The mobile market is a gold mine for successful chip-makers, but it’s especially good for IP providers like Imagination and ARM, which aren't burdened by the heavy lifting of manufacturing and still end up with products in hundreds of millions (if not billions) of devices.
In this mostly ARM-dominated market, Imagination now offers design IP for major SoC components, from MIPS CPUs to PowerVR GPUs and connectivity modules, in devices from the ultra-low-end up to the flagship level.
At the bottom of the spectrum, Imagination offers the I-class MIPS CPU cores to compete against ARM's Cortex-A7. At the high-end, it has the P-class MIPS cores, comparable to ARM’s Cortex-A15. For the mid-range, customers can choose between the I- and P-class cores, depending on their application.
Although the company acquired MIPS just one and a half years ago, Imagination has been in the GPU business for a lot longer. Naturally, it has a wider variety of options at all levels, from the low-end half-cluster G6050 (for ultra-low-end devices) to the flagship-worthy GX6650 (a mobile Kepler competitor) and the ray tracing hybrid GPU, the GR6500. Notice that last year’s high-end GPU, the G6430 found in Apple’s iPad Air, is now offered at the mid-range.
Imagination offers a variety of video accelerators, too. But in terms of ISPs and connectivity modules, there seems to be only one option for each across all market segments.
It’s no secret that the mobile market is dominated by ARM-based CPUs, with Imagination only getting into the host processing space recently by acquiring MIPS Technologies, and Intel not having managed to establish a strong foothold yet either.
In the mobile graphics market, things are a little different; Imagination is the established leader there. However, ARM has been seeing more success with its Mali GPU IP thanks to Samsung, but also other smaller licensees in China. While not a direct IP competitor, Qualcomm’s integrated graphics technology is also taking from Imagination’s market share recently. In 2013, Imagination’s slice of the mobile GPU pie shrank from 52% to 37%.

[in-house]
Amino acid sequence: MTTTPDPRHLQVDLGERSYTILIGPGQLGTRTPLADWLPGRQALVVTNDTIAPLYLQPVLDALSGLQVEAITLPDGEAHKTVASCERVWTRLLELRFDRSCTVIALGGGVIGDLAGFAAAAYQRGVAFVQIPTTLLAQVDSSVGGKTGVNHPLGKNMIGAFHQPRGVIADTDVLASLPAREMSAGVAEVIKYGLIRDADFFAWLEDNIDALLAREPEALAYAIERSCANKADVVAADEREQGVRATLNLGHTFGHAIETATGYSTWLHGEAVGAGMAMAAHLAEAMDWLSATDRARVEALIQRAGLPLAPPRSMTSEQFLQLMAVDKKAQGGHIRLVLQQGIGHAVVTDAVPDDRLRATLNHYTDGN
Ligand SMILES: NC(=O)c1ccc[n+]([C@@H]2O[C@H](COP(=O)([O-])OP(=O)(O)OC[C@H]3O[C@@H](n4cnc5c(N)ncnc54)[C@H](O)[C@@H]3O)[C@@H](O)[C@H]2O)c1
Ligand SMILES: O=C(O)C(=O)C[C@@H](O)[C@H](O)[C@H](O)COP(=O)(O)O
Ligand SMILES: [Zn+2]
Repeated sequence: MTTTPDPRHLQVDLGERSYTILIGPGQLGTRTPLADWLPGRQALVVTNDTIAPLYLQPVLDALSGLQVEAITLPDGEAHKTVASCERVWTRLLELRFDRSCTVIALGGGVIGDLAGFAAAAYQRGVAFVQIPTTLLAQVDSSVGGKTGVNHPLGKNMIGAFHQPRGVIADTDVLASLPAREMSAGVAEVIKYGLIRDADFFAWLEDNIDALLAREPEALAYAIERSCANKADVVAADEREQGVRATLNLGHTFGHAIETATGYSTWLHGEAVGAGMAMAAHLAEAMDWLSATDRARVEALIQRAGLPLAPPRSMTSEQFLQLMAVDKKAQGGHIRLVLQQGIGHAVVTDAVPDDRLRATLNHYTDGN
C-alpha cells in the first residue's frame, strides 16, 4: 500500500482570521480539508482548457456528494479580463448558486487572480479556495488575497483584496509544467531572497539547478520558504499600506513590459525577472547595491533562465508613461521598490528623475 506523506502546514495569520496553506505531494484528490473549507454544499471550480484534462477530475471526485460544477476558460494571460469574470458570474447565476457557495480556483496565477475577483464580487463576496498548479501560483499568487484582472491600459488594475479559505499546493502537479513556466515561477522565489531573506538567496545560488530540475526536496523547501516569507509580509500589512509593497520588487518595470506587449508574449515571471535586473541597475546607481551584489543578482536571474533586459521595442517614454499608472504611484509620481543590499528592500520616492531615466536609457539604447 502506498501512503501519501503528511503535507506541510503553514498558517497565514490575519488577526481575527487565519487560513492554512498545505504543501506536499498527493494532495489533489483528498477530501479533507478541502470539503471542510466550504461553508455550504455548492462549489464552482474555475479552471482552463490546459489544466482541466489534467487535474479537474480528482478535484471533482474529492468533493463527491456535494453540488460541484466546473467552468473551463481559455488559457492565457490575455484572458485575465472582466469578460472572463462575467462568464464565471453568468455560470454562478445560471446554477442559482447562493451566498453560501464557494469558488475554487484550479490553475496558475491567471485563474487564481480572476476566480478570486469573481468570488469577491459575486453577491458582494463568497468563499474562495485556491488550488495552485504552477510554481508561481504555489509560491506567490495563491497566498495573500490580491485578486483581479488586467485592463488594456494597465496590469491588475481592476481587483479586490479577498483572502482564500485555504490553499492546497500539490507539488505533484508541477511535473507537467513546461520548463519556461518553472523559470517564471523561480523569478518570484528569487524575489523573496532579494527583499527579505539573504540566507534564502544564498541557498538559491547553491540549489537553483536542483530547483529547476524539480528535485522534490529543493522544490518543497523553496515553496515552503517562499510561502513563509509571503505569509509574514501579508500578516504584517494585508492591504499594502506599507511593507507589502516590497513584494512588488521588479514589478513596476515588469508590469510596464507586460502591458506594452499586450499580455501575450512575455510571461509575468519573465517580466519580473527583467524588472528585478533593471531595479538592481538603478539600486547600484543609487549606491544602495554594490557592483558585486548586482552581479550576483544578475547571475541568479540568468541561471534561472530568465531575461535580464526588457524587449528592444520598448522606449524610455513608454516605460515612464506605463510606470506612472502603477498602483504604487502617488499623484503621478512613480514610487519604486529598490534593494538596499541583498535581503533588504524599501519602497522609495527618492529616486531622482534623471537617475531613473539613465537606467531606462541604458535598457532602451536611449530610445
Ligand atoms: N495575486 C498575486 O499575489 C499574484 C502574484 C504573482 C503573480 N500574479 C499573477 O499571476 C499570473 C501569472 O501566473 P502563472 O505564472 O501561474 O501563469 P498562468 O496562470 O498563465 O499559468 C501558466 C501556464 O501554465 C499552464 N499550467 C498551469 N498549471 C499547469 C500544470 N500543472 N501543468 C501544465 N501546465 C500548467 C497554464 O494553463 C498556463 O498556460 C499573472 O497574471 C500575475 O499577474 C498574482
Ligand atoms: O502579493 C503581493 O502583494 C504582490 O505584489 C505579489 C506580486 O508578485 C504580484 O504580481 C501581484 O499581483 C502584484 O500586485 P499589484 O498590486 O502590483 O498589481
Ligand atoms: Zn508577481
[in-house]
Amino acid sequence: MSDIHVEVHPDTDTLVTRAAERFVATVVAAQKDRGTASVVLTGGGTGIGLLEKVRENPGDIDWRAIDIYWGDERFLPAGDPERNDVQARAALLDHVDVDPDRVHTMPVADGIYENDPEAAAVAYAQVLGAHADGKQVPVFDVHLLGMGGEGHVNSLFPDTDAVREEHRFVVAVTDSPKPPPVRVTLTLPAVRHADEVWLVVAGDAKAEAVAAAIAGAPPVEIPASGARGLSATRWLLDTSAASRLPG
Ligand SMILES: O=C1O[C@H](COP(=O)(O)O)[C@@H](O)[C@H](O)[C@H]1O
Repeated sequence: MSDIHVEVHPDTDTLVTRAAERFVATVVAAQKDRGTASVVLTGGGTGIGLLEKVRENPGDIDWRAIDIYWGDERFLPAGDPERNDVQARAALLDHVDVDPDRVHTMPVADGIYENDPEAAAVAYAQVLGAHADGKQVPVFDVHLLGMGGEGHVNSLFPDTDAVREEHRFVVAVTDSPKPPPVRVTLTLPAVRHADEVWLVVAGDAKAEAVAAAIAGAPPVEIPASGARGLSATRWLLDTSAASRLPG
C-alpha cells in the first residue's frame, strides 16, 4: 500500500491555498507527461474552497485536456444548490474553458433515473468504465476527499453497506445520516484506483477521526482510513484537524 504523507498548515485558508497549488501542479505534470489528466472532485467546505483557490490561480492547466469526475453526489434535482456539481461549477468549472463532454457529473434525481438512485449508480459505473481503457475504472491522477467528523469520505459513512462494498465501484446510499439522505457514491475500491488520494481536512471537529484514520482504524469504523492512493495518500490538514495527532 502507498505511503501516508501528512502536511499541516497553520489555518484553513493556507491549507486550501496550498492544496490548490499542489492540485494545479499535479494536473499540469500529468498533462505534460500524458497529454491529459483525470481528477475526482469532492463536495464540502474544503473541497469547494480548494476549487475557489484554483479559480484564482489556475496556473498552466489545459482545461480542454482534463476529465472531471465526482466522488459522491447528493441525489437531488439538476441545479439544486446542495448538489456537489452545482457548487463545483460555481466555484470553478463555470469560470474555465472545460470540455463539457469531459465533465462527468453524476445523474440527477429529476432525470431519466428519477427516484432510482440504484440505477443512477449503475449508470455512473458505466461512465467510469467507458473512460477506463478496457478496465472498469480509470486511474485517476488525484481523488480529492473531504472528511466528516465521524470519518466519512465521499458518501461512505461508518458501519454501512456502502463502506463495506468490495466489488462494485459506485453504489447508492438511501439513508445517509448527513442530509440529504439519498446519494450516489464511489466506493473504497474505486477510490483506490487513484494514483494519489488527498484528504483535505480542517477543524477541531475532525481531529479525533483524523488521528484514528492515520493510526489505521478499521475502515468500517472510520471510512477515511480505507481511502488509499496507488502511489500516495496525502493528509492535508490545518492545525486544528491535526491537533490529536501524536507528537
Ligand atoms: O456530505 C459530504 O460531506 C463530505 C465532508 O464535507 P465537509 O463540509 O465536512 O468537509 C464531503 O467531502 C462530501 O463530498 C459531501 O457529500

As we can see from the table, Nvidia lost most of its market share in the mobile graphics market last year. But with the switch to its Kepler architecture, and soon Maxwell, the company could recover some of that. As we've already seen from Tegra K1, its newest design is a lot more competitive than the previous-gen SoCs.
Nvidia also has an advantage with the OpenGL 4.4 API support, which will take time for the competition to implement. Before that happens, there's a good chance we'll see games ported down to the mobile space from the desktop, which would run on Nvidia's Tegra processors. For now, though, that competitive advantage is mainly hypothetical. Without the design wins and showcase titles, there's not much else to report on. At least other companies are pushed to innovate faster.
In this GFXBench 3.0-derived benchmark that loops 30 times, charted out by the folks at Imagination, it’s easy to see which GPU maintains its performance over time and which ones throttle after a period of time. If we're to believe this information, the PowerVR Rogue GPU doesn't throttle, while the competition does. Of course, we know that there are unaccounted variables to consider. How big are the form factors being compared? What clock rates are being used? What device vendors do with the SoCs they pick has a ton of influence on how well they run in the wild.
Then again, we've noticed similar trends in our own lab. Apple's devices running iOS tend to start and finish strong in GFXBench, while a lot of the Android-based competitors without PowerVR graphics are far less consistent. Just look at the issues we ran into inSamsung Galaxy S4 Slows Down Under Heavy Load in 4.4.
For now, Imagination remains a mobile graphics leader with healthy market share and strong GPU IP. The competition is getting fiercer every year though, so we'll see how the space plays out.